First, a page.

So why read Beckett in lockdown? In one sense his work serves to put your own dismay at not being able to hang out at the local coffee shop into perspective – with many of his crutch-dependent characters having only a variety of rocks, tin cans, sacks, jars and elusive memories to busy themselves with. He’s also, at times, laugh-out-loud funny – using non sequiturs between musings on philosophy to bowel movements. But on a more serious note, it feels like Beckettian characters are closer to us than ever before. We’re living through a time of bizarre contradictions. We’re supposed to show our togetherness by keeping apart. To plan for a future without this virus we must pretend there is no future – staying indoors with the television on hiding away from the rest of society. It’s this constant questioning, uncertainty and inability to determine what’s real and what’s not that makes Beckett’s work feel so relevant. Though Winnie, in Happy Days, has alarming feelings of a lack of control, like being sucked up ‘into the blue, like gossamer’, she remains decidedly cheerful. Even when imbedded up to her neck, unable to move her head, she attempts to make the day normal by demarcating it through sounds or speech. We hope today that the temporary restrictions on our freedom remain that – temporary – and we try to continue as normal though life sometimes feels like we’ve been buried up to the neck. Hegarty tells me that the real power, for her, is that Beckett continuously ‘transcends the particulars’. His work cannot be tied to any place or context – despite the fact that his involvement in the resistance during the Second World War and his experience of living in the shadow of James Joyce tempts you to read all kinds of things into his writing. Beckett works ‘very hard to push everything out of any kind of direct reference to time or place or situation’. Instead, Hegarty says, he prefers ‘to go up and outside of that situation and ask what are the things that surround all of us in all times, at any time’. There’s something in that that rings true for our own experience today. Even the speaker in Not I, the play in which a solitary mouth speaks from a black void, is trying to make sense of some kind of normality or routine – to ‘keep on… trying… not knowing what… what she was trying’.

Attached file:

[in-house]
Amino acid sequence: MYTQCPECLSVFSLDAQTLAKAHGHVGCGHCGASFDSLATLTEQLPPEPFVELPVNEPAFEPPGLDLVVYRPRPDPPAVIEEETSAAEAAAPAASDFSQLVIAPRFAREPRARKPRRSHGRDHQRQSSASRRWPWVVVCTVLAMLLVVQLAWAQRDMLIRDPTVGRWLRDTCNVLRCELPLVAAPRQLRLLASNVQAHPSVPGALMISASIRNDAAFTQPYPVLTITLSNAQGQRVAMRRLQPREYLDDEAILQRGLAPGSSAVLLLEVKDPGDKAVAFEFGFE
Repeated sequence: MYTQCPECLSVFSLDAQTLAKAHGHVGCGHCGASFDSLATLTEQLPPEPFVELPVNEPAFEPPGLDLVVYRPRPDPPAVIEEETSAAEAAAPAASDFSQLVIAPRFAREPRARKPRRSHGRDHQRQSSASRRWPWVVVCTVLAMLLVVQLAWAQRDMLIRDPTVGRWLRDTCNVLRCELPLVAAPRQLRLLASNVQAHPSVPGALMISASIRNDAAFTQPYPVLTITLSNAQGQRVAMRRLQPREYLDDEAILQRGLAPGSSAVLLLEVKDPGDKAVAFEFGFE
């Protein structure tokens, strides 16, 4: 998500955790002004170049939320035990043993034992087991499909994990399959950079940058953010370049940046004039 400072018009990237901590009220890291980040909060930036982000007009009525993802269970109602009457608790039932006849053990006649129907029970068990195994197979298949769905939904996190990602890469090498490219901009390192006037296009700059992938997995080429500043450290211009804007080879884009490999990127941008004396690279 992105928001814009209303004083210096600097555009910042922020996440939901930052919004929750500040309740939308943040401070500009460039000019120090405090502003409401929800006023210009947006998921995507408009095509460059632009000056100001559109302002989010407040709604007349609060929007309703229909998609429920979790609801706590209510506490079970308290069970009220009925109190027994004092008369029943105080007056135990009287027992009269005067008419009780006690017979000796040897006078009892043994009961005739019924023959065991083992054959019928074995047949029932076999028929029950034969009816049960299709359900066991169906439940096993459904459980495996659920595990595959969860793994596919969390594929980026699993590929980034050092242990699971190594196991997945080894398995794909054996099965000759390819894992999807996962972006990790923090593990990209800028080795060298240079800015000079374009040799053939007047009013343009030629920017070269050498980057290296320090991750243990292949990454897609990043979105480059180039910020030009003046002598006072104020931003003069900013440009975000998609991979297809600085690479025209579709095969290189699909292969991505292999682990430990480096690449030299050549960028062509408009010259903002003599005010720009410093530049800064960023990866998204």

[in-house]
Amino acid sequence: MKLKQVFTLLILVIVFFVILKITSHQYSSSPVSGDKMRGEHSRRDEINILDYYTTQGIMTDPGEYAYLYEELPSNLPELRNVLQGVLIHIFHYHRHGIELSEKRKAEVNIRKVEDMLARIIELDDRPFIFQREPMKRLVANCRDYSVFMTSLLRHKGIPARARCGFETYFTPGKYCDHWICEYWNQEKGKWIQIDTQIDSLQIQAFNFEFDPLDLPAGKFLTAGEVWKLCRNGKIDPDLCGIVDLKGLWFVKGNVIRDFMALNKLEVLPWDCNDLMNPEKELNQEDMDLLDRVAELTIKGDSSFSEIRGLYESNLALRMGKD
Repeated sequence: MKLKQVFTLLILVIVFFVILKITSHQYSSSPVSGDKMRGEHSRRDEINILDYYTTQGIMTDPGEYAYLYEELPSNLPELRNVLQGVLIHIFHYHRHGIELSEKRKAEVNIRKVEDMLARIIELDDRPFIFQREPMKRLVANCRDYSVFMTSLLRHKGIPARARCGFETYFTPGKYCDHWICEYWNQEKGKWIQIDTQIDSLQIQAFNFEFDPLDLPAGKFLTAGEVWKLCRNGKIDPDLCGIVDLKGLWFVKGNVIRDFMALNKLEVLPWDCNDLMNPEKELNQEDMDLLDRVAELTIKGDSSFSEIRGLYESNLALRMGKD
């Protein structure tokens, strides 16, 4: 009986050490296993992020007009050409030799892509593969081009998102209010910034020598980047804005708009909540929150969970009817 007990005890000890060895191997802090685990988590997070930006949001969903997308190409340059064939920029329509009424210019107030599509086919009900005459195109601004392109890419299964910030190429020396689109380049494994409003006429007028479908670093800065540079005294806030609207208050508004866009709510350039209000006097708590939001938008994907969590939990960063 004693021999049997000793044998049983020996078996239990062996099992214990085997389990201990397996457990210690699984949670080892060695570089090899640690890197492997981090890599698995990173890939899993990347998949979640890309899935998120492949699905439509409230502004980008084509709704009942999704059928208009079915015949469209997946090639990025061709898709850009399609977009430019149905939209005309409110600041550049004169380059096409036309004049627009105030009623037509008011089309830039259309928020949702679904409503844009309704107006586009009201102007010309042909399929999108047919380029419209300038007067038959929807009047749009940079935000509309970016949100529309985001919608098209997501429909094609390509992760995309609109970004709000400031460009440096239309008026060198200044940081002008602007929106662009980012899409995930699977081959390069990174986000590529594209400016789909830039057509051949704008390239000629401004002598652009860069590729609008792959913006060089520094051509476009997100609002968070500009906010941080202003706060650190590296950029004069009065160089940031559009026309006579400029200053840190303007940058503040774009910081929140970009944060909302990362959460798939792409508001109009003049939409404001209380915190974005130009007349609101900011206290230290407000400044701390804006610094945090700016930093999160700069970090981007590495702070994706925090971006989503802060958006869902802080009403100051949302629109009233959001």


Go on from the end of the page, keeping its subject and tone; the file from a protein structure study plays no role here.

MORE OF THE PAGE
Hegarty and Lovett are hopeful that How It Is will go on at the end of this year, and so am I. It’s possible that when the lockdown lifts, many people might not want to be in confined dark rooms together – sitting through hours of Beckett is tough even without the fear of contagion. But I hope our desire to return to some form of normality will override any risk-averse feelings we have. Thankfully, Gare St Lazare Ireland plan to return in the autumn. In any case, turning to Beckett in times of coronavirus won’t solve any of your problems – even the voice in How It Is says it’s ‘all balls’. But in this generation-defining moment, there’s something in Beckett’s endless and often infuriating questioning of everything – even when you’re reduced to a voice in a jar. Godot might yet arrive, there is a future, and at the end of the long dark tunnel of this pandemic there will be the question of how we ‘go on’.